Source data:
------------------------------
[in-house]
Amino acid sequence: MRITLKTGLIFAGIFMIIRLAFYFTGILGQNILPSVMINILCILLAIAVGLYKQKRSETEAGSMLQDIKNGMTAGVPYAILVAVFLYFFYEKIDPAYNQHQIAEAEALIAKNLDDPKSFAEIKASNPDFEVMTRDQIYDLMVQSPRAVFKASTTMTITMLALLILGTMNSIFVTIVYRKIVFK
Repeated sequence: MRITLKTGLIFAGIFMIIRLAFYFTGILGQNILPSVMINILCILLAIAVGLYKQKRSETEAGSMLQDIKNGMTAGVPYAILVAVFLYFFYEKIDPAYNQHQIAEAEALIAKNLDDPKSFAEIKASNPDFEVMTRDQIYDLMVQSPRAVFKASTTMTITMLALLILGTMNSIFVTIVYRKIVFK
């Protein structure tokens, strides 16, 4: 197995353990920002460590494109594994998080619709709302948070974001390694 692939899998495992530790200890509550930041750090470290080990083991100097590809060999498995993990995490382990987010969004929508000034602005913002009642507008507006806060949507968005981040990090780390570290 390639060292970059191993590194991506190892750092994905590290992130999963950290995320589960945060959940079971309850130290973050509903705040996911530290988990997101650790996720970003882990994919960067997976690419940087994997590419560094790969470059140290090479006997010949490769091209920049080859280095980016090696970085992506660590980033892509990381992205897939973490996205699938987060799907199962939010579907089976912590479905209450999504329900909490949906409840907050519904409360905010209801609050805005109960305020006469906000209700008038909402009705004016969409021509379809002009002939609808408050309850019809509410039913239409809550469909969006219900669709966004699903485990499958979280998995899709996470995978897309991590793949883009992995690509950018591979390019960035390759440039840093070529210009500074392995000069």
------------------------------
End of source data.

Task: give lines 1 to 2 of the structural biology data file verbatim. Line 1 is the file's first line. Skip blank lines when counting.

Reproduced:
[in-house]
Amino acid sequence: MRITLKTGLIFAGIFMIIRLAFYFTGILGQNILPSVMINILCILLAIAVGLYKQKRSETEAGSMLQDIKNGMTAGVPYAILVAVFLYFFYEKIDPAYNQHQIAEAEALIAKNLDDPKSFAEIKASNPDFEVMTRDQIYDLMVQSPRAVFKASTTMTITMLALLILGTMNSIFVTIVYRKIVFK